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The Carletonian

The Carletonian

The Carletonian

Think, act, occupy!

<rt talking about a paper I wrote for my Political Science class on Educational Policy this week. It turned out to be terrible; I turned it in a day and a half late, babbled for a chunk of it until it ended one line into the 10th page (technically satisfying the 10-12 page requirement), didn’t really answer a couple parts of the prompt, and then twisted the ending into an actually pretty pleasing rant about changing the balance of power in America.

But how on earth could I have ended up doing being so ‘iresponsible’ with my time? This week has been crazy. There’s just too much going on. It’s felt as full as a year; the Charlie that wrote to you last week is like a distant memory, like the person I see in Facebook pictures from junior year of high school.
Wednesday night Matthew Fitzgerald sent me an email suggesting we start working on something at Carleton in relationship to Occupy Wall Street: a talk, and then maybe a group of people that can talk about these things, maybe something bigger.

Fast forward through the next few days. Thursday we get Professor Terrance Wiley to talk. Fitz and I learn how to make a poster. (I think they turned out pretty well). Friday I start reading more about Occupy Wall Street. This information is some sort of tipping point. Between then and Saturday I realize how absolutely freaking crazy our lives are going to be. The financial disaster was a result of an incredible unsustainable and unjust governmental and economic system. For the people on this planet to live together in the way we need to, we will require war, famine, or a paradigm shift so large it shatters our previous conceptions of ourselves. I would prefer the latter. Saturday night I know what it means to be restless for the first time in my life. What life plan I have dissolves; I just know that I have to put as much energy, effort, and mental power as possible into the immediate goal of getting as much excitement as possible for Occupy Wall Street at Carleton. Sunday and Monday I don’t really write my paper, instead I do things like spend an extraordinary amount of time deciding upon the word choice of an email that ends up sounding way, way too dramatic. Monday night I don’t sleep, which almost never happens. Tuesday sucks. I wake up feeling physically sick and drained. Tuesday sucks. Wednesday is alright. I write the aforementioned paper, but spend more time being angry at the wasted effort of academia do actually writing the paper. If its so clear that certain policies work better than others, and the real problem is the political system, why do we keep writing about it? The rest of the week isn’t really worth watching.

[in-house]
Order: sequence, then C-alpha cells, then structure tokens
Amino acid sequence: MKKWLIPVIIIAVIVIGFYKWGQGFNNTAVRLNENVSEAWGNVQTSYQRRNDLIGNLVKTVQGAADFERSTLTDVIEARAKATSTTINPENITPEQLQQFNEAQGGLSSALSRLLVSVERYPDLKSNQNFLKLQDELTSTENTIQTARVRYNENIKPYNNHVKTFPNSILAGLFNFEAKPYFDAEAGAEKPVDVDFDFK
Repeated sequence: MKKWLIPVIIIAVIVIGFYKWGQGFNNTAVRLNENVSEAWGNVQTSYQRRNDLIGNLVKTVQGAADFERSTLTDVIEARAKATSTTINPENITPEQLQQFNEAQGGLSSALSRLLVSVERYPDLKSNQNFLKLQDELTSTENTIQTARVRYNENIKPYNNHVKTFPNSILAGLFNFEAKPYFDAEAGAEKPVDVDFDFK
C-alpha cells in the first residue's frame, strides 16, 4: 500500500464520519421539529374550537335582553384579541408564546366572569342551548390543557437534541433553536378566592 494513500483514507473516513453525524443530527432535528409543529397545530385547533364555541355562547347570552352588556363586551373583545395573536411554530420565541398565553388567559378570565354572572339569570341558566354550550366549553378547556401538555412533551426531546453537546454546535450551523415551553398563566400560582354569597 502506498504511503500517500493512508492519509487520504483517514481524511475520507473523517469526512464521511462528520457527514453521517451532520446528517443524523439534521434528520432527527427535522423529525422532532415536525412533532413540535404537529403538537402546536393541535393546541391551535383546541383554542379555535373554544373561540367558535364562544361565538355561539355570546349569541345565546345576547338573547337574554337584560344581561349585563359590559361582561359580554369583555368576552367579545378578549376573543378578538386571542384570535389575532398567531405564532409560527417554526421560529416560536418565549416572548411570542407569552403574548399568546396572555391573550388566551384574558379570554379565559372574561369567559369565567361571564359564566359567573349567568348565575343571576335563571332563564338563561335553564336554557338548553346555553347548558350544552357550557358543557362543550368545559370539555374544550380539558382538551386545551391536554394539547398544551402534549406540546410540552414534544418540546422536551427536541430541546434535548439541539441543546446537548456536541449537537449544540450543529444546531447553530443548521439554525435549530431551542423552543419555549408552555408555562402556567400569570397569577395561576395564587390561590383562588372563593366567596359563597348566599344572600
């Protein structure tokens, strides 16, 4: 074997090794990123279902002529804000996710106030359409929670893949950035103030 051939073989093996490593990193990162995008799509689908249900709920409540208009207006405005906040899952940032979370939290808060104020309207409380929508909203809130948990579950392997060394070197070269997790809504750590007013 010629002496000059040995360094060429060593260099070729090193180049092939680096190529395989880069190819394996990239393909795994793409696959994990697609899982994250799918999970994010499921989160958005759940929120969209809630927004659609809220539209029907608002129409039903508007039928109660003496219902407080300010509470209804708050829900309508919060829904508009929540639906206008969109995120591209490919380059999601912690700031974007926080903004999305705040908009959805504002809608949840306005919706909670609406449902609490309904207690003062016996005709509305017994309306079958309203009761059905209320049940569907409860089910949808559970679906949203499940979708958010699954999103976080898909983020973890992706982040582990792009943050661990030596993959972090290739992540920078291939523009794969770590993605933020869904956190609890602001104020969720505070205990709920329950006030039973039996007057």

What I do now, who knows. Writing this column seems right. I will do my homework later, and put a lot of effort into it. But big picture? I don’t know. I do know this: I have to act as if I have the potential to do a tremendous amount of good, even if that isn’t true. If I don’t think I can have an impact, then I wont.

Clearly, I didn’t go about my week in the best way, and I have so much more to learn, but that obligation isn’t easy for me to reason my way out of. Who knows what will happen in the future, or here at Carleton. I hope it turns out to be sweet.

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